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What causes elevated total bilirubin levels?

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Posted on Thu, 19 May 2016
Question: Dr. XXXXXXX Berger-Durnbaugh

Hi again! Question, so my enzymes came down amd the other tests came back normal. My Tbilirubin went from .56 to 1.0. That is quite a jump in a short time frame. I read that your other emzyme numbers could be normal and you can still have liver damage if this number is above 1.2. Jow does everything else go down and this go up?

Thanks as always!
-XXXXX
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Answered by Dr. Bonnie Berger-Durnbaugh (1 hour later)
Brief Answer:
Causes of increased total bilirubin

Detailed Answer:
Hello XXXXXXX

Total bilirubin can go up as an isolated elevated test due to non-hepatic things too. One common cause is hemolysis - where some of the red blood cells break apart because of lab technique. This is innocuous and when the test is repeated, it will be ok.

Another possibility is, in certain people, not eating enough/fasting conditions can increase total bilirubin. This may be the current situation because you hadn't been eating much for several days.

And T. biliruibin normal range is 0.3 to 1.9 (this can vary slightly between labs), so you are still solidly in the normal range.

To see how total bilirubin relates to alcoholic hepatitis the Maddrey discriminant function (MDF), a disease-specific prognostic score which indicates the severity of liver injury, has been developed. For this you would need to also have a prothrombin time drawn (PT). I do not think this is necessary to pursue currently because you are not jaundiced or showing other signs of hepatitis, and your total bilirubin is in a normal range.

Better to focus on how to not provoke your liver in the future. I don't think you need to worry about the last drinking spell's effects other than what to do to prevent it from happening again, as repeated episodes over time are what can get you in liver trouble.


Above answer was peer-reviewed by : Dr. Chakravarthy Mazumdar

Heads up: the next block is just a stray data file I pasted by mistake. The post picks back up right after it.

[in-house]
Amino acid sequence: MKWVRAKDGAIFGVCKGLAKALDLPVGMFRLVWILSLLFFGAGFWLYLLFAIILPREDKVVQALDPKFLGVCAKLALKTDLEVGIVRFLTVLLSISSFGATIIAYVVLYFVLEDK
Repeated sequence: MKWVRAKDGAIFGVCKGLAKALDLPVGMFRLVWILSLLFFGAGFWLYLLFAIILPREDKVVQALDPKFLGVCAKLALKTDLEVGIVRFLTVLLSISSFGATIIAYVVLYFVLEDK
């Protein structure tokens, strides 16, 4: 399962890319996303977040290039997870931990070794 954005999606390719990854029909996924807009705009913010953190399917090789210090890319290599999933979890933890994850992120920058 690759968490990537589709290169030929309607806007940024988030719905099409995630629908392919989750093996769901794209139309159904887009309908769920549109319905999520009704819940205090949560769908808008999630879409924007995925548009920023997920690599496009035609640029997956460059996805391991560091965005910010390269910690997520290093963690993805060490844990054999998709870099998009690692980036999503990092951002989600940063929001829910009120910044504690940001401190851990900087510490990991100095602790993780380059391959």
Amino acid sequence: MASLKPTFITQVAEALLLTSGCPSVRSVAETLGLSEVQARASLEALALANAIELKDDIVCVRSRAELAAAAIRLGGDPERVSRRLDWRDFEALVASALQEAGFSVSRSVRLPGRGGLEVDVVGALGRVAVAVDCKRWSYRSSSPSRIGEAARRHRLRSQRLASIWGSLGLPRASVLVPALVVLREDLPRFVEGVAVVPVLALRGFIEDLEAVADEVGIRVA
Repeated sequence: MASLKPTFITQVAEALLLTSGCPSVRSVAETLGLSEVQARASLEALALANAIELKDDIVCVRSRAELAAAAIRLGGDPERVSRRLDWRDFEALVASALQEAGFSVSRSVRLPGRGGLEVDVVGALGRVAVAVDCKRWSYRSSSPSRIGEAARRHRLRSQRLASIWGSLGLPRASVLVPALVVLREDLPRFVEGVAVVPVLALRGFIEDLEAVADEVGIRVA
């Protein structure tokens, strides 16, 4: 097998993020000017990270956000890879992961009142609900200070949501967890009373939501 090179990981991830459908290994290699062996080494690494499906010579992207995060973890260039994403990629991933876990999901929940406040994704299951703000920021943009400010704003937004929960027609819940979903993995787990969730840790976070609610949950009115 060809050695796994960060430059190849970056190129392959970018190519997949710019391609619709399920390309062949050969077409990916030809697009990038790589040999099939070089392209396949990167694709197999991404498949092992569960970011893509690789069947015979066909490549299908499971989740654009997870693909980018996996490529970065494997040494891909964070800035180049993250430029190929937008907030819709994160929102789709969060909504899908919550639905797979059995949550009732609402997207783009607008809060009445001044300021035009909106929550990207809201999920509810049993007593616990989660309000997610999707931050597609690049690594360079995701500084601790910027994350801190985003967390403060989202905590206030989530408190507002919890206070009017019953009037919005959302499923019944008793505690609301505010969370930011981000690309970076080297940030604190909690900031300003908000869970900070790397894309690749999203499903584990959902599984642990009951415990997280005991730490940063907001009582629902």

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Follow up: Dr. Bonnie Berger-Durnbaugh (4 hours later)
So os that possible then? To have all of your enzyme levels at a normal level and bilirubin be high? Indicating the possibilty of liver damage? I know we hadentioned that jaundice usually surfaces in the latter stages. Ive also read that usually (some docs say always) all enzymes levels are impacted by liver damage. Do you have an opinion on that one way or the other?

I will move on and concentrate on what i need to im just curious to know your thoughts .
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Answered by Dr. Bonnie Berger-Durnbaugh (2 hours later)
Brief Answer:
Thoughts:

Detailed Answer:
Well, my thinking is that given that you liver enzymes weren't that high (such as in the hundreds) in February, and your ultrasound only showed some fatty changes rather than any severe problem, and that your liver enzymes are even better this time, that you don't have a significant liver problem at this time. And that the bilirubin is not elevated - it is in a very healthy range - and may only have increased from a previous test due to your having been in a semi-fasting state for a few days prior. So, while you do have definite liver signs that indicate you need to be careful (the fatty liver changes), right now I don't think you are in a dangerous situation.


Above answer was peer-reviewed by : Dr. Chakravarthy Mazumdar
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Answered by
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Dr. Bonnie Berger-Durnbaugh

General & Family Physician

Practicing since :1991

Answered : 3134 Questions

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What causes elevated total bilirubin levels?

Brief Answer: Causes of increased total bilirubin Detailed Answer: Hello XXXXXXX Total bilirubin can go up as an isolated elevated test due to non-hepatic things too. One common cause is hemolysis - where some of the red blood cells break apart because of lab technique. This is innocuous and when the test is repeated, it will be ok. Another possibility is, in certain people, not eating enough/fasting conditions can increase total bilirubin. This may be the current situation because you hadn't been eating much for several days. And T. biliruibin normal range is 0.3 to 1.9 (this can vary slightly between labs), so you are still solidly in the normal range. To see how total bilirubin relates to alcoholic hepatitis the Maddrey discriminant function (MDF), a disease-specific prognostic score which indicates the severity of liver injury, has been developed. For this you would need to also have a prothrombin time drawn (PT). I do not think this is necessary to pursue currently because you are not jaundiced or showing other signs of hepatitis, and your total bilirubin is in a normal range. Better to focus on how to not provoke your liver in the future. I don't think you need to worry about the last drinking spell's effects other than what to do to prevent it from happening again, as repeated episodes over time are what can get you in liver trouble.